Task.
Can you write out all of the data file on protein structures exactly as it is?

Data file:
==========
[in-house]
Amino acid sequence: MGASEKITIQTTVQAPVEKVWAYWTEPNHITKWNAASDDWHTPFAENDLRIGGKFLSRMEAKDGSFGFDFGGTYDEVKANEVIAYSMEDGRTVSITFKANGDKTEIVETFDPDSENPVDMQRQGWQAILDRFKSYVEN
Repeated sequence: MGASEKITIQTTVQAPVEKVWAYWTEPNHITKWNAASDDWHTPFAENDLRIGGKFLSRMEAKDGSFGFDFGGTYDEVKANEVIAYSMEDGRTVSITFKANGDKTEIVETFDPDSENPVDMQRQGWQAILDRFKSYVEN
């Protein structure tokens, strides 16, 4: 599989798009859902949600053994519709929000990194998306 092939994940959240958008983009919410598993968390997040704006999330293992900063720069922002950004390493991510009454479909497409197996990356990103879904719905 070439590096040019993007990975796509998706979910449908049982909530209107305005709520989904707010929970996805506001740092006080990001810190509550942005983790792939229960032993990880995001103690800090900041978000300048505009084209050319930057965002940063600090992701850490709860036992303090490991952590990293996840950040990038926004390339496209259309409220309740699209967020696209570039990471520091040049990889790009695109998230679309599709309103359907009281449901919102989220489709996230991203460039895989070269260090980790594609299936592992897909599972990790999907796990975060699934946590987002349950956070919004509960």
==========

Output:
[in-house]
Amino acid sequence: MGASEKITIQTTVQAPVEKVWAYWTEPNHITKWNAASDDWHTPFAENDLRIGGKFLSRMEAKDGSFGFDFGGTYDEVKANEVIAYSMEDGRTVSITFKANGDKTEIVETFDPDSENPVDMQRQGWQAILDRFKSYVEN
Repeated sequence: MGASEKITIQTTVQAPVEKVWAYWTEPNHITKWNAASDDWHTPFAENDLRIGGKFLSRMEAKDGSFGFDFGGTYDEVKANEVIAYSMEDGRTVSITFKANGDKTEIVETFDPDSENPVDMQRQGWQAILDRFKSYVEN
């Protein structure tokens, strides 16, 4: 599989798009859902949600053994519709929000990194998306 092939994940959240958008983009919410598993968390997040704006999330293992900063720069922002950004390493991510009454479909497409197996990356990103879904719905 070439590096040019993007990975796509998706979910449908049982909530209107305005709520989904707010929970996805506001740092006080990001810190509550942005983790792939229960032993990880995001103690800090900041978000300048505009084209050319930057965002940063600090992701850490709860036992303090490991952590990293996840950040990038926004390339496209259309409220309740699209967020696209570039990471520091040049990889790009695109998230679309599709309103359907009281449901919102989220489709996230991203460039895989070269260090980790594609299936592992897909599972990790999907796990975060699934946590987002349950956070919004509960």